By Alex Ritson
BBC World Service business reporter
Little more than a century ago aluminium was a semi-precious metal, scarcer than silver.
The Wright Brothers used aluminium in their first plane
Total annual US production weighed less than the average person. But that all changed in 1886, when an American chemistry student discovered a process that would make the metal commercially viable.
His name was Charles Martin Hall, and the firm he founded, the Aluminum Company of America, now known as Alcoa, is still the biggest player in the global aluminium industry.
Alcoa's aluminium was used to make the engine which powered the world's first aeroplane, flown by the Wright brothers at Kitty Hawk in 1903.
Then came World War Two, and US demand for aluminium doubled.
These days Alcoa's aluminium is used in an increasing number of products, from high performance cars to beer bottles.
Earlier this month the company reported first quarter revenues of $6.3bn (£3.4bn).
Steve Larkin, president of America's Aluminium Association, argues the industry is one that can boast of impeccable green credentials.
"Almost 70% of the aluminium ever produced is still in use. You can reuse the same aluminium for a similar purpose over and over again and it takes only 5% of the energy the second time round from recycled materials," he says.
In a recent study of the environmental sustainability of 2,000 global companies, Alcoa made it into the top three.
The survey, which was published during the World Economic Forum in Davos, in January, was carried out by researchers Innovest for campaign group the Corporate Knights. Devon Craigo was one of the researchers.
"What we've seen is Alcoa branch out and partner with auto companies including DaimlerChrysler, Audi and Volvo to provide products that reduce the weight of vehicles, and that, of course, improves vehicle fuel economy and reduces emissions," he says.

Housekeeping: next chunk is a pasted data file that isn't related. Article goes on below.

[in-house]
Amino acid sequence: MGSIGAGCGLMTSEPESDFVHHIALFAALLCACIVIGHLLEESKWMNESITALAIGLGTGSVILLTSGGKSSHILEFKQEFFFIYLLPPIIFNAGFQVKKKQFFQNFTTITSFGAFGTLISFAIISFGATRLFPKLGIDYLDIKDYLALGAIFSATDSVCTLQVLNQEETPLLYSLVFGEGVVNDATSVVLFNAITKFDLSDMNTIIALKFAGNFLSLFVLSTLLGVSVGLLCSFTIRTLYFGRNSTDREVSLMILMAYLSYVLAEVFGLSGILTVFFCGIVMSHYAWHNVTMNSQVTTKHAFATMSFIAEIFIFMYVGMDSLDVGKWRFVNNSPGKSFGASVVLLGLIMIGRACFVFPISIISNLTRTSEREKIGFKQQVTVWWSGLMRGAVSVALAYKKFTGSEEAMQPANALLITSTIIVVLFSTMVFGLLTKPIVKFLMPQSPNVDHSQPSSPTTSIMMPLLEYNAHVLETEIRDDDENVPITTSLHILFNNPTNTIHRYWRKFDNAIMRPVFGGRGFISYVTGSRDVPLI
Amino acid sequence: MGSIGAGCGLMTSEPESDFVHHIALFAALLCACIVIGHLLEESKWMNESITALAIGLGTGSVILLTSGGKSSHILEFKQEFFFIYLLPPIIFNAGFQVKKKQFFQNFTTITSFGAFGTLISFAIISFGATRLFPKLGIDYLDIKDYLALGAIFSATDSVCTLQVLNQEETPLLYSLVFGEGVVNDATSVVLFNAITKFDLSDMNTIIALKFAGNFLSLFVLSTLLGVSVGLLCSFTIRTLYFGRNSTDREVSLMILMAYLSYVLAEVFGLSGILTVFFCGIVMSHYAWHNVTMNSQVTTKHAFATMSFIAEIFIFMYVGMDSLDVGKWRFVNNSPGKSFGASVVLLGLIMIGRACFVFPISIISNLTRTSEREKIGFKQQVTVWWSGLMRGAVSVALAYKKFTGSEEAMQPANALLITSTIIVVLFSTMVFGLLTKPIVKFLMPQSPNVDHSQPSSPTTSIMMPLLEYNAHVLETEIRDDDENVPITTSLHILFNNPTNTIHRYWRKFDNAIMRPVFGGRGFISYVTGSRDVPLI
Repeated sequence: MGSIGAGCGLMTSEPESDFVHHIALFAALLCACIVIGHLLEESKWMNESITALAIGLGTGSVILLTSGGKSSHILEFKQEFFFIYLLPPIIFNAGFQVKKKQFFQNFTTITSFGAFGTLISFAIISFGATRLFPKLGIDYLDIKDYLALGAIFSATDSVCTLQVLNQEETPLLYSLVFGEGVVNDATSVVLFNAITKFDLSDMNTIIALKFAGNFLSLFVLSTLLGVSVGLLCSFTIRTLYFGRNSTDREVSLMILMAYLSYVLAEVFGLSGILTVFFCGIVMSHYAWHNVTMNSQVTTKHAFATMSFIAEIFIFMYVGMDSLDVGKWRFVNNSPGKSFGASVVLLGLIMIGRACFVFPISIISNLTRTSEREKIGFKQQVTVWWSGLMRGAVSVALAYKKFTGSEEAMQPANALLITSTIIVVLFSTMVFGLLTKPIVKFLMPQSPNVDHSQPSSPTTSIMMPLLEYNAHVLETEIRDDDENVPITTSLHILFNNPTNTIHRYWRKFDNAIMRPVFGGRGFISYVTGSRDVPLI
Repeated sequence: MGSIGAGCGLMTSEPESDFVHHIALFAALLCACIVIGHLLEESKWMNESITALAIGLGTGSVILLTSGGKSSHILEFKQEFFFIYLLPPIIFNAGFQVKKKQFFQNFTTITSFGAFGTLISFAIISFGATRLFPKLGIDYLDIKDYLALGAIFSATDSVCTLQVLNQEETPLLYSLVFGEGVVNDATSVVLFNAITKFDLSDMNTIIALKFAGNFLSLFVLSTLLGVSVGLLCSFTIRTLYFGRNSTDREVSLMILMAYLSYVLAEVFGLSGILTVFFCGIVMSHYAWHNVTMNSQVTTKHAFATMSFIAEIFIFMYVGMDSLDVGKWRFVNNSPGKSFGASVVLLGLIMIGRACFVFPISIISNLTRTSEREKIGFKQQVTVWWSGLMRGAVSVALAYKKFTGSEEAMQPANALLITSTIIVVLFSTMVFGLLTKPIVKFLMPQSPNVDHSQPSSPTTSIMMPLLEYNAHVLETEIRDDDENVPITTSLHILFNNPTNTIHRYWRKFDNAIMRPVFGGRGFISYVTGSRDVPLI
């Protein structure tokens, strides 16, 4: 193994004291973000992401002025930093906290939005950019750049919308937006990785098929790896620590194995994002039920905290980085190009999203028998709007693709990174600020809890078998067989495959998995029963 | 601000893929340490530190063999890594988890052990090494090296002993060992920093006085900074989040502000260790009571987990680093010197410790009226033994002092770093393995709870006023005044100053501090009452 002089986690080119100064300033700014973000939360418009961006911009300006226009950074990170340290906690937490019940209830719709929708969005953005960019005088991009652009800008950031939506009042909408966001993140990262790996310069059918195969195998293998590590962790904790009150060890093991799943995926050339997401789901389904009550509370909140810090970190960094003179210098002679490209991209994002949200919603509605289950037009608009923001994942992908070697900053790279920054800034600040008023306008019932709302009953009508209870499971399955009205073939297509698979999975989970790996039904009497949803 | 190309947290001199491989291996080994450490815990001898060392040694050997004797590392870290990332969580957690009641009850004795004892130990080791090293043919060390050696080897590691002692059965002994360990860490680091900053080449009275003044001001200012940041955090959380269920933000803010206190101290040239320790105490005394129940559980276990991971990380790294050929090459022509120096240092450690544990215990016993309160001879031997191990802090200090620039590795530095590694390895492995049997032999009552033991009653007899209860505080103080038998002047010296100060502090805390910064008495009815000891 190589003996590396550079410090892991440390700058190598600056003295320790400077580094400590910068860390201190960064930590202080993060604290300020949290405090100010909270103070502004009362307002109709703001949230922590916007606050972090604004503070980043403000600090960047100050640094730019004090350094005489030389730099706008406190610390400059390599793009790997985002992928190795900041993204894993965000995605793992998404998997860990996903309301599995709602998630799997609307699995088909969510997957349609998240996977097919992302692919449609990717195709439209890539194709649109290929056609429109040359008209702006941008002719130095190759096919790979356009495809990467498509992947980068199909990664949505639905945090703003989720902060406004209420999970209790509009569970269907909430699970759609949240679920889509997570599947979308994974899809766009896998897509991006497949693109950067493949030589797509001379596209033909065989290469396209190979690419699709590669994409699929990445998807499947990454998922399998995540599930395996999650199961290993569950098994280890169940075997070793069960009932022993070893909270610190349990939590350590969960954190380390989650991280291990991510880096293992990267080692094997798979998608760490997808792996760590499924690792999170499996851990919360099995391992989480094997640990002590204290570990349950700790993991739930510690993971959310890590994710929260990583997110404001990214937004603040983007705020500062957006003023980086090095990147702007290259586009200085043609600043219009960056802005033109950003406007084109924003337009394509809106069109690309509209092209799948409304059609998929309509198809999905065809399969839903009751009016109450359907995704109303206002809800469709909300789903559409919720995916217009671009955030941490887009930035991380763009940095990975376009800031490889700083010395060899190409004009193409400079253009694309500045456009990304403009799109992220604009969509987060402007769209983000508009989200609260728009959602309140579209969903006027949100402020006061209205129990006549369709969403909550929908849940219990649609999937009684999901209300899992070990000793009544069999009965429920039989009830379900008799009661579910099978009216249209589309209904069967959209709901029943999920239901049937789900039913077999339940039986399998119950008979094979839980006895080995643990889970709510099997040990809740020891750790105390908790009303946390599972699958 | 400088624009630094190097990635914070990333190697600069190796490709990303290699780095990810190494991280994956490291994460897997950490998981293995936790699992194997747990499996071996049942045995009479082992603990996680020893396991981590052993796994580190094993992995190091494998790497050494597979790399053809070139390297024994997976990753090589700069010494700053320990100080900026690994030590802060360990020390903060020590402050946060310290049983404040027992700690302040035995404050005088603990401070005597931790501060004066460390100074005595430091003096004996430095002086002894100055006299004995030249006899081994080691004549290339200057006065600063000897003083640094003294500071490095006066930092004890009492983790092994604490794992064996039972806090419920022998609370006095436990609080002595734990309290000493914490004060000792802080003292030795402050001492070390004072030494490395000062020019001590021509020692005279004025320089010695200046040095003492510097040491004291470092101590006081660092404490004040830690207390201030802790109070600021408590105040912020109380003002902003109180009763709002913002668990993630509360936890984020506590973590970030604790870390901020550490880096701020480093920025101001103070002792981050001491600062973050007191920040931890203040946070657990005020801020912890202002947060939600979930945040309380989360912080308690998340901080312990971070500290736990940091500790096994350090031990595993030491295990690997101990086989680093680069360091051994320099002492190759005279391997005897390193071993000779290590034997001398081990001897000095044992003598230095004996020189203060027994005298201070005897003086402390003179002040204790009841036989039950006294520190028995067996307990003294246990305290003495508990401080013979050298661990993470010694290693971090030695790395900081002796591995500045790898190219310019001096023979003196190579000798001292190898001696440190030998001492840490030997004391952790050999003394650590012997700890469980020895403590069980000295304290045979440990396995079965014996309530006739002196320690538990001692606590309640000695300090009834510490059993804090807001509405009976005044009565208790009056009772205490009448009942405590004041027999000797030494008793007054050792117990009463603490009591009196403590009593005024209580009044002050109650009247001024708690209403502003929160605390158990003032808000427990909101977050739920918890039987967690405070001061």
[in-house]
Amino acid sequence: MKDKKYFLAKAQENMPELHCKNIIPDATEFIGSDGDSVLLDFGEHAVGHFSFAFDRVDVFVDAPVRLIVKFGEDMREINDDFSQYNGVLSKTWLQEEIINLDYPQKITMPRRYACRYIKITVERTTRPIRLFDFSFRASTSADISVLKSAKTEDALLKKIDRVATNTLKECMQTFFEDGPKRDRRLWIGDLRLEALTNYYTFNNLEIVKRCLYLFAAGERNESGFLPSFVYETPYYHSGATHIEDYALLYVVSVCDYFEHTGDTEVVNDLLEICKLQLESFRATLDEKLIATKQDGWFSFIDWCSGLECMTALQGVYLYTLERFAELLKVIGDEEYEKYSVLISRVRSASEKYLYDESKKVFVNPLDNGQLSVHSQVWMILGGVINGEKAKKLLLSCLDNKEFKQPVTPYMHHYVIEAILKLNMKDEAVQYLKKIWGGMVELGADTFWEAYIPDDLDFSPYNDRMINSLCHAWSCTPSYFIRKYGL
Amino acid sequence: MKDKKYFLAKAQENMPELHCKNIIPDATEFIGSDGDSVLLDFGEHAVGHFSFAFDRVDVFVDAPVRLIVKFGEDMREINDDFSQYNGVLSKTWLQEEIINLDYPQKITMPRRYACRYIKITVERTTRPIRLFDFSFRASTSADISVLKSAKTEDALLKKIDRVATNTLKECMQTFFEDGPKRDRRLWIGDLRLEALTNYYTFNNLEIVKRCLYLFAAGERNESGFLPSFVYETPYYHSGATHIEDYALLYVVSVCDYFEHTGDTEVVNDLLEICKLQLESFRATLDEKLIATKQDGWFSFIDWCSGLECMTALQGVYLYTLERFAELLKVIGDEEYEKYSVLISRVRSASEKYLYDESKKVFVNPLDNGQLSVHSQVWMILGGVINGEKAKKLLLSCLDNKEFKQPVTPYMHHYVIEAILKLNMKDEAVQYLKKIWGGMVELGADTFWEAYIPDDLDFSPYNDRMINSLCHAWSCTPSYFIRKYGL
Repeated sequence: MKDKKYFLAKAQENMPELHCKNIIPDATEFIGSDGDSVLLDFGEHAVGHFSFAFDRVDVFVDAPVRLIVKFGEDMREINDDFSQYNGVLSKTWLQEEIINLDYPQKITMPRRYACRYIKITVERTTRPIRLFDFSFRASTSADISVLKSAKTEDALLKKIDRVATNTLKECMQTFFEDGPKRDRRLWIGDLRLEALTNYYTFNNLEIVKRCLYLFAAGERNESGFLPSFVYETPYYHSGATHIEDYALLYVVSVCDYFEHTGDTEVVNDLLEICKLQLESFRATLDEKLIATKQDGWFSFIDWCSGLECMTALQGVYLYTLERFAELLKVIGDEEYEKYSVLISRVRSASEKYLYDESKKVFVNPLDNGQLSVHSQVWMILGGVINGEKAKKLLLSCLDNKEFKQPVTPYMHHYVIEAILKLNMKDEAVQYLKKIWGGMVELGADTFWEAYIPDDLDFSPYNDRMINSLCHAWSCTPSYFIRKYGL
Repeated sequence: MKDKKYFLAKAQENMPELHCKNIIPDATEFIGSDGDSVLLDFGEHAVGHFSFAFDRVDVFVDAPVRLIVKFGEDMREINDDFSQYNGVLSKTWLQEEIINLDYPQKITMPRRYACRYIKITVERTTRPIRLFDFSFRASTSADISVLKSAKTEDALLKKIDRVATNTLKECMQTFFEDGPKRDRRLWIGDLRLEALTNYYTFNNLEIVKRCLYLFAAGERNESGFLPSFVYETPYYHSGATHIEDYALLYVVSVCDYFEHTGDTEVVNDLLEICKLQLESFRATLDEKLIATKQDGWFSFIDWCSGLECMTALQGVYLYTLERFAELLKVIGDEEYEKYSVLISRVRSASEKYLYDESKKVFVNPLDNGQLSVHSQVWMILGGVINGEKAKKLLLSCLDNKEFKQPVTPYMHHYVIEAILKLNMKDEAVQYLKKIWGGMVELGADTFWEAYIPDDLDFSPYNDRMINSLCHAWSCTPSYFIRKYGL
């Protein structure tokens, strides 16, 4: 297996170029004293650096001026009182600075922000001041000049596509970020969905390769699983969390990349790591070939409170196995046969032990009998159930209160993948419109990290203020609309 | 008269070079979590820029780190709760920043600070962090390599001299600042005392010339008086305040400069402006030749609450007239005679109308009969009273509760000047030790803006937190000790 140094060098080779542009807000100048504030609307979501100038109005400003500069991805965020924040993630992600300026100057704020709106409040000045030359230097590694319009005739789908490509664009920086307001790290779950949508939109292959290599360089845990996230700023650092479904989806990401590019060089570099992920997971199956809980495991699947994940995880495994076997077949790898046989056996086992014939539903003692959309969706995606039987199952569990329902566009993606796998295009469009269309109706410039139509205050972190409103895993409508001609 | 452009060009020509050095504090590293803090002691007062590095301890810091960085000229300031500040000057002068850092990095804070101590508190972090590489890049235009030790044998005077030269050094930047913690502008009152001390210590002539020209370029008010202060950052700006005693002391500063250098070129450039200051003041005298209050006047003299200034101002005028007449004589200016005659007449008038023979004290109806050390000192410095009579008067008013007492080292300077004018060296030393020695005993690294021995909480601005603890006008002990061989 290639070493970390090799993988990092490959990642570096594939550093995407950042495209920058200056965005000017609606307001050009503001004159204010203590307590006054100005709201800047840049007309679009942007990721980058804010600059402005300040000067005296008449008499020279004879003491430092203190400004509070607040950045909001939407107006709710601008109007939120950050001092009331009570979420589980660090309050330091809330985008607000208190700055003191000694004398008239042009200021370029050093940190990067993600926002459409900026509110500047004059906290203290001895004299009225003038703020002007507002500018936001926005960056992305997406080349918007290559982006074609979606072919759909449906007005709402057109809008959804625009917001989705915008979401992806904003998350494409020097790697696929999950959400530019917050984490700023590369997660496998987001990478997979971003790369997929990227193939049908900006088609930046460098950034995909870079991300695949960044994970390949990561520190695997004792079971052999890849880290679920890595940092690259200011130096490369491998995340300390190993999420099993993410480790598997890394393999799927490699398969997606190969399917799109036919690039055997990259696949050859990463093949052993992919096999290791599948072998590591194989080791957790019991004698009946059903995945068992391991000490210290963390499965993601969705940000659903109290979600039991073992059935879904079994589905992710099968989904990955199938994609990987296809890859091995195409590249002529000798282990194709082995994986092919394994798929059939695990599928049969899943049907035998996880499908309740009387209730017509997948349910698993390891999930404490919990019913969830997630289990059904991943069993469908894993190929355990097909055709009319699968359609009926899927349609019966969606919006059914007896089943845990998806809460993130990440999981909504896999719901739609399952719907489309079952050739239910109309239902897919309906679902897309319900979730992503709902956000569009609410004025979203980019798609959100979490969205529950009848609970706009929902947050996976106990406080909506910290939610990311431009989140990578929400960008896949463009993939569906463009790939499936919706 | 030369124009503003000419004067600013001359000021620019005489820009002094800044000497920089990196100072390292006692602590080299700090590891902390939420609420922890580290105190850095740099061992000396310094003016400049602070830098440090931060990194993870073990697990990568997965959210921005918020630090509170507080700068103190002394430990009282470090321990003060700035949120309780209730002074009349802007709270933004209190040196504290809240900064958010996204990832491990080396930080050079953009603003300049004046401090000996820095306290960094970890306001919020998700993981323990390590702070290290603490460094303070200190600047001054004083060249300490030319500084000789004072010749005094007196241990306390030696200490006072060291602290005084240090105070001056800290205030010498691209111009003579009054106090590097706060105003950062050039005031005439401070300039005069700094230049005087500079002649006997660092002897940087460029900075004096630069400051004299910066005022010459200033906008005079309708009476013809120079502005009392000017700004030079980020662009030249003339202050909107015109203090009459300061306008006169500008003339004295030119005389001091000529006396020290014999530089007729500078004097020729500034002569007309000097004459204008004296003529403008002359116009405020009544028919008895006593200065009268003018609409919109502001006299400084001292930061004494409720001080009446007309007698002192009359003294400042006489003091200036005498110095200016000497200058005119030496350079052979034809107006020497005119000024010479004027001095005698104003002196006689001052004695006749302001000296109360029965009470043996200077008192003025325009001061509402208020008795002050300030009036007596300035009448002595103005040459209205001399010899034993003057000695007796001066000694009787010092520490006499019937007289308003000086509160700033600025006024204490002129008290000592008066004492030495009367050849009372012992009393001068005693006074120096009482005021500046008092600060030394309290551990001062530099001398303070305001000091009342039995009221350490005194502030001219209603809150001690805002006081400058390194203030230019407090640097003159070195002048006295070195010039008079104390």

But not everyone is convinced. Clare Wilson, from the environmental campaign group Friends of the Earth, says the green credentials of aluminium are being overstated.
Alcoa's aluminium is used in planes, cars and even beer bottles
"Yes it's light, and that can bring benefits in fuel savings, but it's extremely energy intensive to make," she says.
"The raw material itself, which is called bauxite, is mostly wasted in the process of refining the metal. Overall, the process of making aluminium is still very damaging to the environment."
Even though the price of aluminium has risen in value by almost a half in recent months, it was at near record lows only two years ago.
The recent weakness of the dollar does not help Alcoa - which has to pay a workforce of more than 130,000 people spread over 42 countries.
Neither does the fact that its potential for making profits is partly decided by the events in a small room on the other side of the Atlantic ocean - the London Metal Exchange.
As with any market system, it is levels of supply and demand which set prices and therefore profitability.
Just as the Wright brothers and their aeroplane helped build a whole new line of business for Alcoa, the post 9/11 downturn for the aviation industry was bad news for anyone who sells aluminium for a living.
But that could be about to change.
In January, European leaders including Britain's Tony Blair and France's Jacques Chirac gathered in Toulouse for the official unveiling of the biggest passenger jet in the world, the Airbus A380.
The plane's wingspan is almost the length of a football pitch - and it is almost entirely made of Alcoa's aluminium alloys.
But even if the A380 does not sell in the numbers that Airbus is hoping for, Alcoa will not be too worried. All the main rivals to Airbus are customers of Alcoa too.